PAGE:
• Notch-signalling;
  • CSL-factors;
  • Drosophila development;
  • CBF1 function;
  • Notch-independent CBF1 activity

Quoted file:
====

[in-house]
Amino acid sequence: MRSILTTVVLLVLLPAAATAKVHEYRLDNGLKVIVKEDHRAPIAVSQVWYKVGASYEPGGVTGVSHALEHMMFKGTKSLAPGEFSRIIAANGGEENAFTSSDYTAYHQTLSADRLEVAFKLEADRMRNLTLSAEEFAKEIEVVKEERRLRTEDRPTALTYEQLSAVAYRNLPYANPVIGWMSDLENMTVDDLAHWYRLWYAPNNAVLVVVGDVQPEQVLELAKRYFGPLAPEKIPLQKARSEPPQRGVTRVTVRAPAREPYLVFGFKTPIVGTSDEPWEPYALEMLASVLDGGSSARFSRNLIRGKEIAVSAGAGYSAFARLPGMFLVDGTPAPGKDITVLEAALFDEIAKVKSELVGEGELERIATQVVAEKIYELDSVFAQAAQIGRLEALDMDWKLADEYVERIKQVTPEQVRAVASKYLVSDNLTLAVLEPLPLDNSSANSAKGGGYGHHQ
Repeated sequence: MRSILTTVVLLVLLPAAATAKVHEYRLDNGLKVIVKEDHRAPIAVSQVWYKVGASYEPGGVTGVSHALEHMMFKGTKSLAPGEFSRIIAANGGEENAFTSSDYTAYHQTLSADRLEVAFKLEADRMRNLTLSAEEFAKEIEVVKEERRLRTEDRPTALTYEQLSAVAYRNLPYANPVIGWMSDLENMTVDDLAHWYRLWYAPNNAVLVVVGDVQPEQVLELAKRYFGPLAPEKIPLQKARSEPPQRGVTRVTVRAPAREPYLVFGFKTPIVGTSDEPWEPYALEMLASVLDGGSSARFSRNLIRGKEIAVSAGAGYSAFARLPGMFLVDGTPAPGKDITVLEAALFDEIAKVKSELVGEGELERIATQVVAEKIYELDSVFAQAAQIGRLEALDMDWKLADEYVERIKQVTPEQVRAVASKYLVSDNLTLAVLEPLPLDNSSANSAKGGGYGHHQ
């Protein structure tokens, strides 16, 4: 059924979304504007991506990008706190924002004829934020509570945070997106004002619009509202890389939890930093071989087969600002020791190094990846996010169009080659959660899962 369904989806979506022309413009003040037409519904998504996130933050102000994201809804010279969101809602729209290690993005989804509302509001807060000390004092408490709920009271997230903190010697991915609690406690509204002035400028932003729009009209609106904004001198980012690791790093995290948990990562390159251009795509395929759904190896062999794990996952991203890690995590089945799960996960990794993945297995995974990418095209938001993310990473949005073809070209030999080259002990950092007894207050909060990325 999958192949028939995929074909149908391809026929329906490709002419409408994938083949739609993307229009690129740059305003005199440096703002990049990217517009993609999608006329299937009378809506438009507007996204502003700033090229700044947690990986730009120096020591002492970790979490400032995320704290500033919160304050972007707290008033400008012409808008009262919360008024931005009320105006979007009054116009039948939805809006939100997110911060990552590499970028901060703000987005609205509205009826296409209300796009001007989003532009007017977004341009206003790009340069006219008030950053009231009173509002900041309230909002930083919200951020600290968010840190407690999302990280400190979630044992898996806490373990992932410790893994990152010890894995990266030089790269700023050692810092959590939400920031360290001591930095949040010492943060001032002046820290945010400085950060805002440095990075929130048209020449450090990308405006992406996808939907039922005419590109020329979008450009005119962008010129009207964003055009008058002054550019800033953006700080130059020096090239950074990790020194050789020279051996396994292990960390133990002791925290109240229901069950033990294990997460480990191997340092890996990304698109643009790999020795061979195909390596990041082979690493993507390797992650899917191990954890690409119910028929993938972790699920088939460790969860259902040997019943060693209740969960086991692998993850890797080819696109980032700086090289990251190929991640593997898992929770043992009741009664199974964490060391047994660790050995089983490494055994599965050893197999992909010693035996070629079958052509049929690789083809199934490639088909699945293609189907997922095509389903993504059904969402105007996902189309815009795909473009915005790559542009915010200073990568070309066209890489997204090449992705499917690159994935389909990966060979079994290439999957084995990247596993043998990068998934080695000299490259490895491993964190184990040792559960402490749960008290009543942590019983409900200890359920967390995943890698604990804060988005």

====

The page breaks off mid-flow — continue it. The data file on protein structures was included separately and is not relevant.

Transcription factors of the CSL family are the main mediators of the Notch signalling pathway. The CSL factor in Drosophila is called Suppressor of Hairless (Su(H)) and it has been shown that it acts as a transcriptional repressor in the absence of a Notch signal and as a transcriptional activator in its presence in several developmental contexts. Furthermore, recent data suggest that Su(H) can also activate and maintain transcription of some target genes in a Notch-independent manner. However, although it has been shown that the mammalian CSL ortholog, CBF1, acts as a repressor of transcription in cell culture experiments, so far in vivo evidence for such a function has been lacking. Moreover, it is not known whether CBF1 can activate transcription in a Notch-independent manner, just like Su(H). Here we have investigated these questions by introducing murine CBF1 (mCBF1) and asked whether it can functionally replace Su(H) during Drosophila development. We found that this is indeed the case. We show that mCBF1 can act as a repressor of transcription and can activate and maintain the expression of some target genes in a Notch-independent manner. Our results, therefore, indicate that CBF1 can exert these functions also in its normal context, that is during mammalian development. Developmental Dynamics 235:918–927, 2006. © 2006 Wiley-Liss, Inc.